The NBA Finals tip off Thursday on ABC with yet another matchup between the Cleveland Cavaliers and Golden State Warriors, but don’t expect audiences to get tired of LeBron James battling Steph Curry just yet.
This is the first time in any of the major professional sports that the same two teams will square off in the championship for a fourth consecutive year. And despite the criticism over the NBA’s lack of parity, that hasn’t made viewers tune away just yet.
“LeBron James being in the Finals is never bad for business,” said ESPN analyst Jeff Van Gundy, who will call the series with Mark Jackson and Mike Breen, on a conference call with reporters held Tuesday. “The Warriors are such a team of superior talent that Durant, Curry, Thompson, you know, they are going to always be a big draw.”
A look through the Nielsen history books makes the case the lack of parity hasn’t hurt the NBA. In fact, it may have even helped.
ABC has had the fortune of a LeBron James-led team making the Finals every year this decade, especially the last three that have included the Warriors. And the first three matchups between the Warriors and Cavaliers rank as the three highest-rated and most-watched NBA Finals of the decade, according to Nielsen. The last two each surpassed 20 million viewers, which hadn’t happened since since Michael Jordan’s heyday.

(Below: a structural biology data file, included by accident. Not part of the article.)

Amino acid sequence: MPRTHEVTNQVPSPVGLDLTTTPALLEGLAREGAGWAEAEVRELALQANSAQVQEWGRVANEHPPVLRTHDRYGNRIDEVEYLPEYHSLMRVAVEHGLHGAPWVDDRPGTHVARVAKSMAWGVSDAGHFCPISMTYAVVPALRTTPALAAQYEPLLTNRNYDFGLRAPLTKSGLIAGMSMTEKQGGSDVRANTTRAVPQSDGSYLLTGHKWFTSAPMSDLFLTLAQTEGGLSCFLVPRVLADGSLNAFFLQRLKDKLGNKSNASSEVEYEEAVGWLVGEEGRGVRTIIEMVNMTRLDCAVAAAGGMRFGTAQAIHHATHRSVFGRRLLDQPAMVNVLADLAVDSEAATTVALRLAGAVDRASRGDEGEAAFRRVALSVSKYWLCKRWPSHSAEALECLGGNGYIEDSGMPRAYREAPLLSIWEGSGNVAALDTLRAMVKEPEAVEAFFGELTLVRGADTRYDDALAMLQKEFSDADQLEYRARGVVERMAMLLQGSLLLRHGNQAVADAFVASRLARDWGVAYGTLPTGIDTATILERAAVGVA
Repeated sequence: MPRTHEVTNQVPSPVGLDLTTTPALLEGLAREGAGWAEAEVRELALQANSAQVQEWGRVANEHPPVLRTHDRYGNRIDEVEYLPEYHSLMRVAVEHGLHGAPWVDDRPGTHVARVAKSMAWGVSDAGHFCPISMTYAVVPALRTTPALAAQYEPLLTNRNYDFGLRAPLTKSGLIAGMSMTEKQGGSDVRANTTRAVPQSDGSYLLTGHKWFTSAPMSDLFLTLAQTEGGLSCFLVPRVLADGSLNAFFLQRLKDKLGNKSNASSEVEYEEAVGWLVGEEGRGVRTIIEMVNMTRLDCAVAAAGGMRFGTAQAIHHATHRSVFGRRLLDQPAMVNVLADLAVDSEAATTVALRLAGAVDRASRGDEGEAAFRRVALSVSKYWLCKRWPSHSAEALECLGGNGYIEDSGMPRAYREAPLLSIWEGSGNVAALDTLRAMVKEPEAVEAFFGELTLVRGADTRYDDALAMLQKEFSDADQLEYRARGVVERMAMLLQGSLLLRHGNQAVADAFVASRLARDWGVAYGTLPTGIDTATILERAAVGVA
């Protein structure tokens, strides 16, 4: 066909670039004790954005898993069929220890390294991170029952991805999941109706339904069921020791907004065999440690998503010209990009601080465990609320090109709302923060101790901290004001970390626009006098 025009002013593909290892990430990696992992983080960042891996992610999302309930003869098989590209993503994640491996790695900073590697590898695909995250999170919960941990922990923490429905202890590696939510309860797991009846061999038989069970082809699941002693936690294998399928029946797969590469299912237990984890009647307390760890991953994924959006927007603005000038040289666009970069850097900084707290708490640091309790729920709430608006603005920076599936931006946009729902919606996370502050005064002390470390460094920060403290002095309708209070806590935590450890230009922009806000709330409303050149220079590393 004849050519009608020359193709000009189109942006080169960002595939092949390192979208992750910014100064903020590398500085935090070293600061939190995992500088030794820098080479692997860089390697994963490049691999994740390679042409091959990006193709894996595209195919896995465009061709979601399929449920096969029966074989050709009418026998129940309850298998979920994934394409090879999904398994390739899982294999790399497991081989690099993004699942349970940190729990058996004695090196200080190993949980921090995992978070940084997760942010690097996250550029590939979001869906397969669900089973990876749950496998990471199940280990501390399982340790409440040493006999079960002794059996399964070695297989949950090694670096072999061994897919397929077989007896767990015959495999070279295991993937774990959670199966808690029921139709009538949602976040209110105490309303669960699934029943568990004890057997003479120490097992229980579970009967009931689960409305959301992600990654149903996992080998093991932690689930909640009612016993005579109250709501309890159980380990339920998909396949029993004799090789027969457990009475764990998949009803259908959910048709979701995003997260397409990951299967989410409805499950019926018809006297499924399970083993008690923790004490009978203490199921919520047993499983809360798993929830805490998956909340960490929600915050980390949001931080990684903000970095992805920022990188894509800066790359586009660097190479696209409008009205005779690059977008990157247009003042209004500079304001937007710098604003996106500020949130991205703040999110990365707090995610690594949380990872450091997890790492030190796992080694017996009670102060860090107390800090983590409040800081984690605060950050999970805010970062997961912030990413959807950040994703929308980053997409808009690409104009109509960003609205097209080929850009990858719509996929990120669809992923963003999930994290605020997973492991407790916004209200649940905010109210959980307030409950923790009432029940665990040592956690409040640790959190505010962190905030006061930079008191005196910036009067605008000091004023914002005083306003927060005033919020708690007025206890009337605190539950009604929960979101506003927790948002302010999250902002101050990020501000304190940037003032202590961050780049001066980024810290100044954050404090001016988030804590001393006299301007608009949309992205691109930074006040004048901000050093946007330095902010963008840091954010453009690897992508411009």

The 1990s were dominated by Jordan and the Chicago Bulls, who won six NBA championships between 1991-98. NBC sure didn’t mind the lack of parity then, as each of the Bulls’ six NBA Finals surpassed an average of 20 million viewers and never went below a 14 rating. The 1998 series, itself a rematch of the 1997 NBA Finals between the Bulls and Utah Jazz, has still not been matched. The six-game series, at the time thought to be Jordan’s curtain call, averaged a gaudy 18.7 rating and 29 million viewers. The final game alone drew 35.9 million and a 22.3 rating.
During the 1980s, an era that many NBA historians consider to be the league’s best, every single NBA Finals featured either the Lakers or Celtics. Both teams faced off against each other three times during a four-year span from 1984-87, with the final one standing as the highest-rated and most watched series for then-TV rights holder CBS, with a 15.9 rating and an average of 24.1 million viewers.
The Warriors are considered heavy favorites to win their third championship in four years. The only thing that could hurt the ratings for this year’s NBA Finals would be a short, one-sided series.
“If James and the Cavaliers win Game 1, you know, the interest is going to skyrocket because they are going to have done what they — very few except for them maybe think they can do, which is win at Golden State,” added Van Gundy.
We’ll find out Thursday night.